Views: 1073 CoursesCHI2013
n recent years many advances have enabled users to more and more naturally navigate large-scale graphical worlds. The entertainment industry is increasingly providing visual and body-based cues to their users to increase the naturalness of their navigational experience. However, so far none of the existing solutions fully supports the most natural ways of locomotion through virtual worlds, and thus techniques and technologies have to be considered, which take advantage of insights into human perceptual sensitivity. In this context, by far the most natural way to move through the real world is via a full body experience where we receive sensory stimulation to all of our senses, i.e., when walking, running, biking or driving. With some exciting technological advances, people are now beginning to get this same full body sensory experience when navigating computer generated three-dimensional environments. Enabling such an active and dynamic ability to navigate through large-scale virtual scenes is of great interest for many interactive 3D applications demanding locomotion, such as video games, edutainment, simulation, rehabilitation, military, tourism or architecture. In this course we will present an overview about the development of interactive locomotion interfaces for computer generated virtual environments ranging from desktop-based camera manipulations simulating walking, and different walking metaphors for the entertainment to state-of-the-art hardware-based solutions that enable omni-directional and unlimited real locomotion through virtual worlds. As the computer graphics industry advances towards increasingly more natural interaction, human-computer interaction researchers and professionals will benefit from this course by increasing their understanding of human perception and how this knowledge can be applied to enable the most natural interaction technique of all, i.e., navigating through the world by walking.
Views: 476 CoursesCHI2013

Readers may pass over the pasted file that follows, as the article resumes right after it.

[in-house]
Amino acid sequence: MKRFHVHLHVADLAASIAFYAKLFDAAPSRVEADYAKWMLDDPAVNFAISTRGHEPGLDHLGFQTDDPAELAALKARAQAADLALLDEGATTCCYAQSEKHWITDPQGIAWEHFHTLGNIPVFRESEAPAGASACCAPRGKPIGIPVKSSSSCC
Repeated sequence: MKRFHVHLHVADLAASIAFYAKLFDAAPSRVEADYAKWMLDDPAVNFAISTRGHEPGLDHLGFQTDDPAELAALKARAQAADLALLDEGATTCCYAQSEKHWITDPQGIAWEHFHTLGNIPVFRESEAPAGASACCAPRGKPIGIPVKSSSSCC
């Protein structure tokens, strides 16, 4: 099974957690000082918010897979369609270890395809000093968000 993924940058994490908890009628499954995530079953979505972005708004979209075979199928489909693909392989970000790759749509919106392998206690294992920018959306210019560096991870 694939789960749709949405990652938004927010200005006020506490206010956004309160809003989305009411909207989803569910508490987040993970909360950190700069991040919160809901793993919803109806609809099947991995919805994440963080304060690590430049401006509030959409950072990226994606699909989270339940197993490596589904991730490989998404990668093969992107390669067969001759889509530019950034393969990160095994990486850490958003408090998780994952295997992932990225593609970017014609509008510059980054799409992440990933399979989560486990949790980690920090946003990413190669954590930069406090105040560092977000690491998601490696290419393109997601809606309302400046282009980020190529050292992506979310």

INSTRUCTOR: Anthony Jameson - German Research Institute for Artificial Intelligence (DFKI), Saarbrucken, Germany BENEFITS People are constantly making small choices and larger decisions about their use of computing technology, such as: - "Shall I use this new application as a replacement for my current one?" - "Which privacy settings are best for me? Should I even take the trouble to figure them out?" - "Shall I make a contribution to this on-line community?" - "If so, which of the two available methods should I use?" The ways in which users arrive at these choices and decisions can take many different forms and involve a wide range of processes, such as anticipation of consequences of actions, social influence, affective responses, and previous learning and habit formation. This course offers a synthesis of relevant research in psychology and HCI that will enable you to analyse systematically the choices made by the users that you are interested in. This type of analysis will be useful in the design and interpretation of studies that involve users' choices and in the generation of strategies for helping users to make better choices. ORIGINS This course was introduced at CHI 2011 and presented again at CHI 2012. FEATURES - Discuss, with reference to concrete examples, several types of choice and decision problem regularly faced by users of computing technology. - Learn how to go beyond current HCI analyses of these problems by applying relevant concepts and insights from several relevant areas of psychological research. - Take away supplementary materials that expand on the discussion in the course and help you to apply its analytical framework in your own work. AUDIENCE HCI researchers, practitioners, and students who want to be able to understand and influence the ways in which users of the systems that they design or study make choices and decisions. PRESENTATION Lecture segments with interspersed structured discussion. INSTRUCTOR BACKGROUND Anthony Jameson (PhD, psychology) is a principal researcher at DFKI, the German Research Center for Artificial Intelligence. He has given numerous tutorials at CHI and other conferences and has written chapters for the Human-Computer Interaction Handbook, including a recent chapter on the topic of this course. FURTHER INFORMATION Please see the course web page for detailed further information: http://dfki.de/~jameson/chi13-course-jameson